Intel Core i7 11700KF processor review

Processors 200 Page 7 of 30 Published by


Performance - IPC

Challenges of testing a processor

Each year it is getting increasingly complicated to accurately test processor performance, the motherboard manufacturers are in control of a lot of settings. Intel, on the other hand, does not release reference review motherboards anymore, thus motherboards manufacturers will do tons of tweaks 'at default' in the BIOS just to stay ahead of the competition and to spread their lineup relative for performance from mainstream towards premium. Settings can include All cores frequency locks, clock tweaks, and enhancements in power states and duration (PL2). For a motherboard review, this is all fine, however, for a processor review, we want to test as close as possible to reference performance. To bypass these challenges, in the BIOS we disable such features. An example you see below (ASUS) Intel Turbo ratio settings, see below:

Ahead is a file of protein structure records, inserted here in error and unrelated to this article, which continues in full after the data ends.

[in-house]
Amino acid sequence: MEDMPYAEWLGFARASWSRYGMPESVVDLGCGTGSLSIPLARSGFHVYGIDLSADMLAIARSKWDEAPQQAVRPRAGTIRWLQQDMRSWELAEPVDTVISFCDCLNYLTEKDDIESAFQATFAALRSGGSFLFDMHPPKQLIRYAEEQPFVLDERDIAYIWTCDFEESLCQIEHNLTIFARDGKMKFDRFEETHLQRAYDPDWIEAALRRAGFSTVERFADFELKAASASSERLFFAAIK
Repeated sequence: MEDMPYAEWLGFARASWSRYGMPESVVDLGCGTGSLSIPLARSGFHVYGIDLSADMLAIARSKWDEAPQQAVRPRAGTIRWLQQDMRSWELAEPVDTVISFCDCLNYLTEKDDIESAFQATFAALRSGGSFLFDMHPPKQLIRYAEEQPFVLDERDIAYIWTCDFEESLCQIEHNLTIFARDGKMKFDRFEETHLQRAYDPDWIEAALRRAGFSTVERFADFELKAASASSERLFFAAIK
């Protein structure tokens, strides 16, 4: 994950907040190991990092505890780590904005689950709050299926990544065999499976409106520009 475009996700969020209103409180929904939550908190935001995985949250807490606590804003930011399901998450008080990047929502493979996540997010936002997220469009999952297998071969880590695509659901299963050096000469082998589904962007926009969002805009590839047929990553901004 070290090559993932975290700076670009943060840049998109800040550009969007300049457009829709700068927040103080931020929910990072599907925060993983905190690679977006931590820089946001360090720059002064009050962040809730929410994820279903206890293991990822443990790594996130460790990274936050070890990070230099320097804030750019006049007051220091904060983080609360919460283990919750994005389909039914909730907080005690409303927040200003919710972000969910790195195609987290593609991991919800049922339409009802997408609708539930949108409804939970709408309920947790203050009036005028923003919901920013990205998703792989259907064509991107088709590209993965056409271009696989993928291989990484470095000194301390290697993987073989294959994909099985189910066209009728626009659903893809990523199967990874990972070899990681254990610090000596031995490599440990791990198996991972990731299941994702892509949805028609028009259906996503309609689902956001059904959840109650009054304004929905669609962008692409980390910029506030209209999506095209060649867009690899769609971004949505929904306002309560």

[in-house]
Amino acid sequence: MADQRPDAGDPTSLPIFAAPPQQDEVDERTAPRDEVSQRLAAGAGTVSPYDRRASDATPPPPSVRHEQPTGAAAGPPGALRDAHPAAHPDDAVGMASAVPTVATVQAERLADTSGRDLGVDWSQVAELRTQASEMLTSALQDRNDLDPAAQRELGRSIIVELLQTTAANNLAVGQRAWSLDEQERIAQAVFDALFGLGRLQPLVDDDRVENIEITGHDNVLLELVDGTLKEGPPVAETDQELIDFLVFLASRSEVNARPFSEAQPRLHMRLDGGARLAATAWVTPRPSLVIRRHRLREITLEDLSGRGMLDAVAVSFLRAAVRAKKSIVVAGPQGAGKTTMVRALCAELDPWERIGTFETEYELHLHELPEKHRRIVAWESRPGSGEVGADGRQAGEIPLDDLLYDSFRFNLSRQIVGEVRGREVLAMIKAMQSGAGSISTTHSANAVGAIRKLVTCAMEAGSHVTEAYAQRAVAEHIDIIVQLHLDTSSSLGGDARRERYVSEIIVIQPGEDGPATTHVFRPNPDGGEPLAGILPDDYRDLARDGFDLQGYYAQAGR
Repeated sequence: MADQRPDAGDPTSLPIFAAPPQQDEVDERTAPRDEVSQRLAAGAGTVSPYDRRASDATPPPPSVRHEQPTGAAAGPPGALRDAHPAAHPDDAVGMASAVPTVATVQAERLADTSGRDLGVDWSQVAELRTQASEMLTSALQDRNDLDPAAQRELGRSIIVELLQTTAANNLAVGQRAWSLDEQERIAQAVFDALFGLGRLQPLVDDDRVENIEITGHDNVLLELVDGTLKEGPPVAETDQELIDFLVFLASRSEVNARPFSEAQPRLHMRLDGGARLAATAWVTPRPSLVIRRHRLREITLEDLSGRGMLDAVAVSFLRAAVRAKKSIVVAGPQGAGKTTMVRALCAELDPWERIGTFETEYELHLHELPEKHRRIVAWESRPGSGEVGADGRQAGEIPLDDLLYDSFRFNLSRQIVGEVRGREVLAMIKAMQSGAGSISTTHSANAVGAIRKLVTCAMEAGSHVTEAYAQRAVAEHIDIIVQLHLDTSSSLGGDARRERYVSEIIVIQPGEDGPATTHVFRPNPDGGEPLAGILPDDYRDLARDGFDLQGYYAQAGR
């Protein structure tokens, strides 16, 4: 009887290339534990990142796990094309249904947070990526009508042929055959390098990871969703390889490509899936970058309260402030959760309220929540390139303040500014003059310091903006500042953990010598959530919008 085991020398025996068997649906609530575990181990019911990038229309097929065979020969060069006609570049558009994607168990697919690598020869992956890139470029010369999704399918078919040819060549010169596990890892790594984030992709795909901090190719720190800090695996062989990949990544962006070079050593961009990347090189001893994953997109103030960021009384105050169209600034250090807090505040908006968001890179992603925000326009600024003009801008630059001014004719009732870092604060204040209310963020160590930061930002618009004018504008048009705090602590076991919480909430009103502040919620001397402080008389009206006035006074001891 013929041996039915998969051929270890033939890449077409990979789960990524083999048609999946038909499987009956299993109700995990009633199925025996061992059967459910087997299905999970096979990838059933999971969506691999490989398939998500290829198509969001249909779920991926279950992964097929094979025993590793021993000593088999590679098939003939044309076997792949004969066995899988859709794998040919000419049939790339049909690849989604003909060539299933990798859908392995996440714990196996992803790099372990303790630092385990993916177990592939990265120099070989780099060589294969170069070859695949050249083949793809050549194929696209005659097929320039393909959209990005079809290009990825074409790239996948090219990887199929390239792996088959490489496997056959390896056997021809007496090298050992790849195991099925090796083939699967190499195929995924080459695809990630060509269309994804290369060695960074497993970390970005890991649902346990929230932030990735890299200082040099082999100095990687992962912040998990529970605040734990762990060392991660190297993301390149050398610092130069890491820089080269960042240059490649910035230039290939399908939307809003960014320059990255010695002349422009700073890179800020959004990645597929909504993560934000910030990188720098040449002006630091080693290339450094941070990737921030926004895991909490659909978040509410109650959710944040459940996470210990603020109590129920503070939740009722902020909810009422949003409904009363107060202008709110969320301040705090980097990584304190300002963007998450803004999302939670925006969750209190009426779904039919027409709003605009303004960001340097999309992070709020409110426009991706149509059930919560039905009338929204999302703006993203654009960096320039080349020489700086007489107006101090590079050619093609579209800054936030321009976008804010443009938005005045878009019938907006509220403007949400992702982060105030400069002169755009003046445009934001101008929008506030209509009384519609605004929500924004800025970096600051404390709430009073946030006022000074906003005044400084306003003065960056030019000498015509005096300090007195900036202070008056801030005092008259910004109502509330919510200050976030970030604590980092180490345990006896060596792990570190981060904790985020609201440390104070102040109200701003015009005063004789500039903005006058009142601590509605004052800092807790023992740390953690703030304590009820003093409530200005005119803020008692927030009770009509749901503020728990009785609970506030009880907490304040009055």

Example of how we configure the BIOS for reference processor reviews


Later on, in the review, we'll also add some results with mobo tweaks enabled in a separate chapter

We expect you will see lots of reviews with higher performance numbers as many media will load up BIOS defaults and start testing without checking. We thus test at reference performance (or as close as possible) with settings as referenced by Intel. For motherboard reviews, we, of course, revert to motherboard defaults as it is well within their right to segment and optimize their lineup performance-wise.

Instructions per cycle (IPC)

This IPC test will build up and get updated over time. We lock all processor cores at 3500 MHz and fire off a single-threaded run with Cinebench. That way you can see the architecture performance of the processor clocked at exactly the same frequency. This is a single thread measurement. For many people, this is the holy grail of CPU measurements in terms of how fast an architecture per core really is. I, however, tend to say there's more to it than that and that would be higher frequency allowances, caches, and memory latency defining that per-core performance.



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